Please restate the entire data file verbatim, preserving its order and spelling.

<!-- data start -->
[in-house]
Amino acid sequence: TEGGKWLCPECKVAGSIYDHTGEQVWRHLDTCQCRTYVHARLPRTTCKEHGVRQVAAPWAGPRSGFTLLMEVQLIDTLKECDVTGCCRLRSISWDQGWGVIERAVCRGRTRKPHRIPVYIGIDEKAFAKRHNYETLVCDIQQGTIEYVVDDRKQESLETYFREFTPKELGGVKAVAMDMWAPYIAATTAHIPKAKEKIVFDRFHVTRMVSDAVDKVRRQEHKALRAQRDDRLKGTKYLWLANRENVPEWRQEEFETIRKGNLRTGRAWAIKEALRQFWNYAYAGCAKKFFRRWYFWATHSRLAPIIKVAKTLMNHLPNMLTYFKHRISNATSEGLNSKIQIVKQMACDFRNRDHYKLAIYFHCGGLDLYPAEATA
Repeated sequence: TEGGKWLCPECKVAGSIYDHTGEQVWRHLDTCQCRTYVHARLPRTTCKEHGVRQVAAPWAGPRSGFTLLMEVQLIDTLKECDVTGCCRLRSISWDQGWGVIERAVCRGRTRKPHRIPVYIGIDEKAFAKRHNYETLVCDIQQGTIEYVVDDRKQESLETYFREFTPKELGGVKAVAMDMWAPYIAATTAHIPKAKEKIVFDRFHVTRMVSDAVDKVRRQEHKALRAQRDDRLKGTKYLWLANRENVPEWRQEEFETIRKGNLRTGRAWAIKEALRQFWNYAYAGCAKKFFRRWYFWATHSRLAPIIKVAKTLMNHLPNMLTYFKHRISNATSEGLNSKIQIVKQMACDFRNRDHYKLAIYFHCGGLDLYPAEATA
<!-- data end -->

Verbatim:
[in-house]
Amino acid sequence: TEGGKWLCPECKVAGSIYDHTGEQVWRHLDTCQCRTYVHARLPRTTCKEHGVRQVAAPWAGPRSGFTLLMEVQLIDTLKECDVTGCCRLRSISWDQGWGVIERAVCRGRTRKPHRIPVYIGIDEKAFAKRHNYETLVCDIQQGTIEYVVDDRKQESLETYFREFTPKELGGVKAVAMDMWAPYIAATTAHIPKAKEKIVFDRFHVTRMVSDAVDKVRRQEHKALRAQRDDRLKGTKYLWLANRENVPEWRQEEFETIRKGNLRTGRAWAIKEALRQFWNYAYAGCAKKFFRRWYFWATHSRLAPIIKVAKTLMNHLPNMLTYFKHRISNATSEGLNSKIQIVKQMACDFRNRDHYKLAIYFHCGGLDLYPAEATA
Repeated sequence: TEGGKWLCPECKVAGSIYDHTGEQVWRHLDTCQCRTYVHARLPRTTCKEHGVRQVAAPWAGPRSGFTLLMEVQLIDTLKECDVTGCCRLRSISWDQGWGVIERAVCRGRTRKPHRIPVYIGIDEKAFAKRHNYETLVCDIQQGTIEYVVDDRKQESLETYFREFTPKELGGVKAVAMDMWAPYIAATTAHIPKAKEKIVFDRFHVTRMVSDAVDKVRRQEHKALRAQRDDRLKGTKYLWLANRENVPEWRQEEFETIRKGNLRTGRAWAIKEALRQFWNYAYAGCAKKFFRRWYFWATHSRLAPIIKVAKTLMNHLPNMLTYFKHRISNATSEGLNSKIQIVKQMACDFRNRDHYKLAIYFHCGGLDLYPAEATA